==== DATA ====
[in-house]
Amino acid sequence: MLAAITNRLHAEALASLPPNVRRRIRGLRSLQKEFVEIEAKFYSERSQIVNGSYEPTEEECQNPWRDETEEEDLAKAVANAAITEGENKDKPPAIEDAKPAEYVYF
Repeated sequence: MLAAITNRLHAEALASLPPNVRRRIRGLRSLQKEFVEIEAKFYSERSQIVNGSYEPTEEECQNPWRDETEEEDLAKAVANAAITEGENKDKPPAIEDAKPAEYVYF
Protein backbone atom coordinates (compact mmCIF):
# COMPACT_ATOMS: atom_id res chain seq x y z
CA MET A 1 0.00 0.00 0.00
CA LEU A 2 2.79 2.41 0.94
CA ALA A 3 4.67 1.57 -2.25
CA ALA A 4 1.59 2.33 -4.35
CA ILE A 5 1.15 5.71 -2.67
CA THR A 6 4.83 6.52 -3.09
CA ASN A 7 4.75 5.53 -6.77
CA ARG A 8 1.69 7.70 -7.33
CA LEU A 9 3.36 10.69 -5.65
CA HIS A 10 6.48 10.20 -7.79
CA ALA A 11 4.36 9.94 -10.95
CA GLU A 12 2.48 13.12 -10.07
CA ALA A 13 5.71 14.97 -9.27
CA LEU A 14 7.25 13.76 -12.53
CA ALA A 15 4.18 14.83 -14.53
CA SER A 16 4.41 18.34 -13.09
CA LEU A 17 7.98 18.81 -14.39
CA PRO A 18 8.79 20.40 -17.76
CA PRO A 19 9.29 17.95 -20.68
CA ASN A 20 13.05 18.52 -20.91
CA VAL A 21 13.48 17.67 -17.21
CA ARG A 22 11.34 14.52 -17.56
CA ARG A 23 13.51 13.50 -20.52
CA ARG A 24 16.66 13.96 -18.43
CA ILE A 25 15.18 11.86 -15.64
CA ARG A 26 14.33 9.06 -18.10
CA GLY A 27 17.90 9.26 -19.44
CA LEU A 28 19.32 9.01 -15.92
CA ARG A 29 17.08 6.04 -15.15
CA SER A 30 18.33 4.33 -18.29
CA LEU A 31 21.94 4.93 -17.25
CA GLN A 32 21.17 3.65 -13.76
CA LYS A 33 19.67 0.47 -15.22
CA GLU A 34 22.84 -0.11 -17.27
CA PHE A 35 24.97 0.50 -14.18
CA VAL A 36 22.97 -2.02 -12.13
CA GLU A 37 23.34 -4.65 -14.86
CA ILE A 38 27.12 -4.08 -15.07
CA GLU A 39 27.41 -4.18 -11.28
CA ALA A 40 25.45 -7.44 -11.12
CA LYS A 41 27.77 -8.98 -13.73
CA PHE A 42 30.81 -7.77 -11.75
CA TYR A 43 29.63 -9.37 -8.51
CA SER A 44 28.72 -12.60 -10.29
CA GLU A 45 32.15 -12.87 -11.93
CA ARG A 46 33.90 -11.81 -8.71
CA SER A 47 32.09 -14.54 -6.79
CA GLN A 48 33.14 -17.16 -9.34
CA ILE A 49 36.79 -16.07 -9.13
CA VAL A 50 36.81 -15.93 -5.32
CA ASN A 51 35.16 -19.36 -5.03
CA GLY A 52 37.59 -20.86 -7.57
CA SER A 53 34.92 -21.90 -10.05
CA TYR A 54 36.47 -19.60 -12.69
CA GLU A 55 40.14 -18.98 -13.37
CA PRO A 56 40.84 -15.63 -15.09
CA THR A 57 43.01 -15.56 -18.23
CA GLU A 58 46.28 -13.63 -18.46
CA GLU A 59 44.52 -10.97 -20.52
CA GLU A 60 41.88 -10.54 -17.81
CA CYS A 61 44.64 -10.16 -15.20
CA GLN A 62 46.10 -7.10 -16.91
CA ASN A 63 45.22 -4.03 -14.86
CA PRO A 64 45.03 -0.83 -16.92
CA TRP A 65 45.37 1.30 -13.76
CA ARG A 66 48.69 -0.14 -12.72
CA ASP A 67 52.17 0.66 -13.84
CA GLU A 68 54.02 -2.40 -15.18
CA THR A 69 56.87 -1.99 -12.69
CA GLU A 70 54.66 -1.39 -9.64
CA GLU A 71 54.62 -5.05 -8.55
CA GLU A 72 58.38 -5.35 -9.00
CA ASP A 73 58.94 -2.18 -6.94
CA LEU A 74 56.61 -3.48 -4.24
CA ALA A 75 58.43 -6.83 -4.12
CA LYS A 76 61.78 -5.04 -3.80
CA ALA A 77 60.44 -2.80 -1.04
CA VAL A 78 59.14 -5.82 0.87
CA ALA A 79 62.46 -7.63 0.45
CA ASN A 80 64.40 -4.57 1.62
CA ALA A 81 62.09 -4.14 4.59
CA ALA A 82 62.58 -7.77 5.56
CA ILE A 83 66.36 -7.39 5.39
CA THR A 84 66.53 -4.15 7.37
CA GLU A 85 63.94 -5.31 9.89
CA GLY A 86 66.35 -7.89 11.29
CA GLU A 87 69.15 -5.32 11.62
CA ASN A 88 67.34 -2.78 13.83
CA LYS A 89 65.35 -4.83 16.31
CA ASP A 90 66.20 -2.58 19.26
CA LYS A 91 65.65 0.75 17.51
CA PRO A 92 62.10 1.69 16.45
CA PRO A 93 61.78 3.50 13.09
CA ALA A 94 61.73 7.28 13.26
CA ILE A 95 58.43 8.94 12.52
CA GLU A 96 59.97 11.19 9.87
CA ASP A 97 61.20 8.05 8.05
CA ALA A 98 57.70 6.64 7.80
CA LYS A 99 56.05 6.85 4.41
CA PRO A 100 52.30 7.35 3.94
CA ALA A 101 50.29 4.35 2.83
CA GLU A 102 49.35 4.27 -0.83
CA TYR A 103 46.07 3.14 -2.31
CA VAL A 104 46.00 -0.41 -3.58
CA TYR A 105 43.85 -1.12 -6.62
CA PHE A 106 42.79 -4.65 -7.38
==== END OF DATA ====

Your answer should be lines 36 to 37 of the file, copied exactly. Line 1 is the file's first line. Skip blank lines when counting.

CA LEU A 31 21.94 4.93 -17.25
CA GLN A 32 21.17 3.65 -13.76